• If you have insurance, check your coverage. Many plans don’t cover ED drugs, but some will offer coverage for one or two preferred brands. You may be able to pay less at the pharmacy for Viagra or Levitra.
  • Generic sildenafil (Revatio) is much less expensive, and is used by some patients to treat erection problems. However, take note that it is only approved by the FDA for the treatment of pulmonary arterial hypertension. Your doctor will be able to give you advice on whether sildenafil could be an option for you.
  • For more information on Cialis side effects, and how Cialis compares to other ED medications, check out Iodine’s comparisons with Viagra here and Levitra here. As always, you’ll want to discuss with your doctor if you think another medication might work better for you.

Cialis still works best for me—how can I save before the generic is released?

  • Filling a 90-day supply at once can often help shave a little more off your out-of-pocket costs. You may also need a new prescription from your doctor, or approval from your insurance to fill a higher quantity, so check with your doctor, pharmacist, and/or insurance.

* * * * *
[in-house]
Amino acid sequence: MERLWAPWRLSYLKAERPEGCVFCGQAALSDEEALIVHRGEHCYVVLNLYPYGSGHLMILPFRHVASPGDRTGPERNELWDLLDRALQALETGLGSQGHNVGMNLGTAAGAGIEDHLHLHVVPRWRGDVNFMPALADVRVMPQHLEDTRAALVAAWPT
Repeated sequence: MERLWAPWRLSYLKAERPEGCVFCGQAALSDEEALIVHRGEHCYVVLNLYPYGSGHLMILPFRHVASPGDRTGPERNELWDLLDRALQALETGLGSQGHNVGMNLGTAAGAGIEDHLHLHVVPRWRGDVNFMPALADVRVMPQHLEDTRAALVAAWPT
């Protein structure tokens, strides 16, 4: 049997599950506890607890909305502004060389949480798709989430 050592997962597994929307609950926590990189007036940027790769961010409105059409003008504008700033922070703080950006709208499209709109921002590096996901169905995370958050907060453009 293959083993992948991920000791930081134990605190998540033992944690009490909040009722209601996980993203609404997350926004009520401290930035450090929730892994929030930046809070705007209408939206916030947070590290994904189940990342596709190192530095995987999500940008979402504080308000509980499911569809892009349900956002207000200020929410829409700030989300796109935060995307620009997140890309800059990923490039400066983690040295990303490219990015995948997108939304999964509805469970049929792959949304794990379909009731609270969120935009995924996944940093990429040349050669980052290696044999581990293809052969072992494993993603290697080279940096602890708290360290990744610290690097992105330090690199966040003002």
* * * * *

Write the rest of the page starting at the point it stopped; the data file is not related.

• Splitting a higher dosage pill can also help decrease costs, especially if two strengths are priced similarly. You’ll want to ask your doctor to make sure this is safe and a good option for you.
  • Use a Cialis coupon. GoodRx does offer discounts for Cialis online. While this may not make it affordable for everyone, a coupon can still knock at least 15% off the full retail price.
  • Try again to get it covered. If you have insurance and your plan doesn’t cover Cialis, ask your doctor about submitting an appeal. For conditions like ED this may not always work, but could still be worth a try.